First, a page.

The Right Balance: The Diverse Career And Life Of Grace Royse

Keys To The Job

Regardless of the pace of any gig, Royse emphasizes remaining calm, cool and, above all, collected during and between shows at all times. And she’s worked in some dicey situations, with gear held together by duct tape and needing on the fly repairs. In those instances, her background in the studio definitely help: “I learned the physics and the electronics in the studio, and that gave me a firm foundation. And I can solder on site like nobody’s business.

“I don’t want to float my own boat,” she continues, “but I’ve made some great shows happen in some pretty crumby clubs where I’m like, ‘This isn’t even a PA.’ But we’re going to make it great because we’ve got the people and we’re each other’s best assets. Some of the best shows happen in the crumbiest places. A show in Portugal I did that had a balcony the kids were jumping off – you could barely even hear that little PA. They didn’t care. They just want to have a great time and a great show.”

In building a successful career, however, she places as much weight on accountability and attitude as she does on technical aptitude. In other words, the basics; the ability to live on a tour bus without losing your mind or making others lose theirs, learning how to sleep whenever and wherever you can, eating well, and so on.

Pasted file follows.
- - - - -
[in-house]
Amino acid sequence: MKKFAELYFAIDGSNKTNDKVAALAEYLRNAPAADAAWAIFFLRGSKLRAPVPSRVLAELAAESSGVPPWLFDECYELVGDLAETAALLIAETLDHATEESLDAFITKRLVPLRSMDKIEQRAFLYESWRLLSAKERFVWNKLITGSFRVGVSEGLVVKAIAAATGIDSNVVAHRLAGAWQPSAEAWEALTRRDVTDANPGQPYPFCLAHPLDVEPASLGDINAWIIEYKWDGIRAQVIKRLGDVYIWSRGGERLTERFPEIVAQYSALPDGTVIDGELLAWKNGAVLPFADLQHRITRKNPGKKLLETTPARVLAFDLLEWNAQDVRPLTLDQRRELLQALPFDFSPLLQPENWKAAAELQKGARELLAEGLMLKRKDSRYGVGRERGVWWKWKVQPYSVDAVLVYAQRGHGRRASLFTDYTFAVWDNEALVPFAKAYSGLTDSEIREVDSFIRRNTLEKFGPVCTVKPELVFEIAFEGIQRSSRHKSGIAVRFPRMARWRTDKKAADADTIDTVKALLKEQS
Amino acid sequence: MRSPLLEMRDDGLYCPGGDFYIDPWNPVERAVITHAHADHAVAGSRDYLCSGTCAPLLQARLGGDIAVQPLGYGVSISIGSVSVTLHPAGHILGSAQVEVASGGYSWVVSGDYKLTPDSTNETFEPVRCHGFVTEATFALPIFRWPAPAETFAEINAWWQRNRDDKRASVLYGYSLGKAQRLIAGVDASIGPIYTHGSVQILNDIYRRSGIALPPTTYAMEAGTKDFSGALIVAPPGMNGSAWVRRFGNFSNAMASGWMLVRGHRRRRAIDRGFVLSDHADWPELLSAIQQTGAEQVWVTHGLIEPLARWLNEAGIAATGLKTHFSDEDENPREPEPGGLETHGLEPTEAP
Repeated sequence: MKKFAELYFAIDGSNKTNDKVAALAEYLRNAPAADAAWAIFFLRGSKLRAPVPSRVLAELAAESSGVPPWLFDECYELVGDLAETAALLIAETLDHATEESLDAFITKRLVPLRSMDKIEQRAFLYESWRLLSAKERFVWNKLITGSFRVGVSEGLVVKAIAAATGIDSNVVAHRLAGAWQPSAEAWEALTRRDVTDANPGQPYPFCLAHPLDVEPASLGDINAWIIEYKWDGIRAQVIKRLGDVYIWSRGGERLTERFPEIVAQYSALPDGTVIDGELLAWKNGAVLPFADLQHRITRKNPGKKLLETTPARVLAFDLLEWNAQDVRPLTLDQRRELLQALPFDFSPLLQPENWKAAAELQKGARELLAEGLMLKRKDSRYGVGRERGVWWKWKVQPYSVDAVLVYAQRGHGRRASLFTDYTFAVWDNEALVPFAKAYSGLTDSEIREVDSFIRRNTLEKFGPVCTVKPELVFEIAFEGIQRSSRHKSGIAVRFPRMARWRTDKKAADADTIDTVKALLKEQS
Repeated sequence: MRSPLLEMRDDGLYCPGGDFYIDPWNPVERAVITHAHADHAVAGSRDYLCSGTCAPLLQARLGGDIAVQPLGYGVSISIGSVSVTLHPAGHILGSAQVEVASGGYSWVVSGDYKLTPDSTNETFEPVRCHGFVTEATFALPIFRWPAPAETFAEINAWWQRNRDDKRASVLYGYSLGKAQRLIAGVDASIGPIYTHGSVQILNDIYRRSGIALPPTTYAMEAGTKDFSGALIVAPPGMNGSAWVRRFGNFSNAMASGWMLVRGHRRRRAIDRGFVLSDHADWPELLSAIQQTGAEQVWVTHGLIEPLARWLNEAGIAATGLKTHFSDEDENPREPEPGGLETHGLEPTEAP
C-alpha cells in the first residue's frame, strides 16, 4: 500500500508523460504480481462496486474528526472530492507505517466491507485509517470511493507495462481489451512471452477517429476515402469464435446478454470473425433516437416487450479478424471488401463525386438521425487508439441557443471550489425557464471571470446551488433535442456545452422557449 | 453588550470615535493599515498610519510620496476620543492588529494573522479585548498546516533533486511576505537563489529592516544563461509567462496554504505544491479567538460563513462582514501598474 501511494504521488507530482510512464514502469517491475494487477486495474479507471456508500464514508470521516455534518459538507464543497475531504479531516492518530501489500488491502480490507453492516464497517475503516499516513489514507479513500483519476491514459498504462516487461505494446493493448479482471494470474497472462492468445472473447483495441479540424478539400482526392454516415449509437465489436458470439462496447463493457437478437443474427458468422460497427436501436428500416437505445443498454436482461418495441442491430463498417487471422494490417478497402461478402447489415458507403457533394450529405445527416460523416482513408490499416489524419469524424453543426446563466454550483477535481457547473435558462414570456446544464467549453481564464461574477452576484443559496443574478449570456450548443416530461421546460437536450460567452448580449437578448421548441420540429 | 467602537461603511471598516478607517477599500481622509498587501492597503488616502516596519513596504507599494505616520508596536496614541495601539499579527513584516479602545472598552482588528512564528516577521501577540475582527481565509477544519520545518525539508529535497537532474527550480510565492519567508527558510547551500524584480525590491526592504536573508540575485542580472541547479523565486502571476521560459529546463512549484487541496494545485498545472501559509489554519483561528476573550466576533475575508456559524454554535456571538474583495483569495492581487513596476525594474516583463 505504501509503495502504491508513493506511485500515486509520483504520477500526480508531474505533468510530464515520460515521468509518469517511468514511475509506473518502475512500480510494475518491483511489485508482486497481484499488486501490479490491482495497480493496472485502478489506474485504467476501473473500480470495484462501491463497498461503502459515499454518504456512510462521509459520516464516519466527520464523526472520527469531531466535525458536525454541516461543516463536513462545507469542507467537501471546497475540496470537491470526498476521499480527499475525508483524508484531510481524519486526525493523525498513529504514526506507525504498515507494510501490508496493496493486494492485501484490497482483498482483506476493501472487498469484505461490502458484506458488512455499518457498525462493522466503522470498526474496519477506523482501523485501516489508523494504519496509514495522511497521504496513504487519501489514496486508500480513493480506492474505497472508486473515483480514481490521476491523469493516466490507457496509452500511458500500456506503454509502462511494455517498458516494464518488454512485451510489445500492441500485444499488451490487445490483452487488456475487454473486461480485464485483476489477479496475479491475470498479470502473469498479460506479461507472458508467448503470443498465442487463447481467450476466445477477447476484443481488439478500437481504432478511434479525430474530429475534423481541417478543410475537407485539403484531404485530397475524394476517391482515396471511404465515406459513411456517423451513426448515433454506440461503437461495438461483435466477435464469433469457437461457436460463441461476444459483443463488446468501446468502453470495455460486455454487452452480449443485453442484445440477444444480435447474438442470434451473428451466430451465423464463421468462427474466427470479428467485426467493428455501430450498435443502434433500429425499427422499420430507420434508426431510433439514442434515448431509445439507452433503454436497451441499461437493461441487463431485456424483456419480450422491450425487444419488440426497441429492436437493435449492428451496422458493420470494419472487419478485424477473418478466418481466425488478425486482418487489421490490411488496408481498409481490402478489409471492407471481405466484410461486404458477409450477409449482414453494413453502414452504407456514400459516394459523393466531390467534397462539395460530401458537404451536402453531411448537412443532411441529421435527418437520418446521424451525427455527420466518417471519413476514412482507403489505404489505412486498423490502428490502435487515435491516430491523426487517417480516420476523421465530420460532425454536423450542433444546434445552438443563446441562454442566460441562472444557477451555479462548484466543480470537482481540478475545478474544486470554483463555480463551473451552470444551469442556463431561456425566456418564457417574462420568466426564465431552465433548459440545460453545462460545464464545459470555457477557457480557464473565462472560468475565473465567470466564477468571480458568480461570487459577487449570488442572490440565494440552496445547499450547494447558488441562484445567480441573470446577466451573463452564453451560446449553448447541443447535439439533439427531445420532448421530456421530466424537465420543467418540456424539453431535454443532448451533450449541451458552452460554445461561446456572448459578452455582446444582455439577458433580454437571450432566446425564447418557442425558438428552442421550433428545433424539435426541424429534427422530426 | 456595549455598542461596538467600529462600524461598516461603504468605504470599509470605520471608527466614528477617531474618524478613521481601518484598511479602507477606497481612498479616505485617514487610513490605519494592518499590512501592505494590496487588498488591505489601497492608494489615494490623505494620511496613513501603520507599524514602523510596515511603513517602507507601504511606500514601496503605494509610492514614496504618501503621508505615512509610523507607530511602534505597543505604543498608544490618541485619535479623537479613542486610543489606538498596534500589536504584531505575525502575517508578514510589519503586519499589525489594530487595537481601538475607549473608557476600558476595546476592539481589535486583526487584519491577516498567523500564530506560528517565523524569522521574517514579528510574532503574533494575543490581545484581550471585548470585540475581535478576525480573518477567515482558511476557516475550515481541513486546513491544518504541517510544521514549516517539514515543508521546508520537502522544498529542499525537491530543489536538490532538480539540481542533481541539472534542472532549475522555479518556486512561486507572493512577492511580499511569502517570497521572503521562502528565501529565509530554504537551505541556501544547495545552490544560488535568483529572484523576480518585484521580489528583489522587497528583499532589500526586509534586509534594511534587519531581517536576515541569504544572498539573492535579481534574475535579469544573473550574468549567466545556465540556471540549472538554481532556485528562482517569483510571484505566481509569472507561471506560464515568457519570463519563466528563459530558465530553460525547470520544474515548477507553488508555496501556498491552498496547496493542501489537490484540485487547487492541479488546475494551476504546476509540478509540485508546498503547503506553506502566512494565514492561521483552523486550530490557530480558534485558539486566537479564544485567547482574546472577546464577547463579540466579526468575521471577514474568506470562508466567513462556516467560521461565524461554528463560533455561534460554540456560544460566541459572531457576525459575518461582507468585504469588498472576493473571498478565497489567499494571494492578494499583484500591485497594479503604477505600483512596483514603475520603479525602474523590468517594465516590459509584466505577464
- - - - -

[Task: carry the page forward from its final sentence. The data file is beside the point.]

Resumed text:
“I’m a professional taxicab napper. I just knock out when I have to,” she explains. “If you don’t take care of yourself and your relationships, things fall apart. It has nothing to do with the gear. You have to take your well-being into consideration.”

That, she adds, is the same as it’s ever been – on both big budget and bare-bones tours. What has changed, however, is the level of connectivity that can be maintained with others, on tour and elsewhere, while traveling.

It has pros and cons, she maintains, with one downside being something she often cautions people just coming up in pro audio about: No one in a position of authority on tour wants to worry if someone on their team is engaging in “selfie-madness” or sharing details artists would rather not have slip on social media.

“If you’re making a public presence, the people you’re going to be seeking work and mentorship from are going to look at that,” she cautions. “It can also be a turnoff to team builders if it looks like you’ve got an ego. I just say low-throttle it. Stay low key. Notoriety and attention will come.”

Wielding a soldering iron for an on-site, last-minute repair.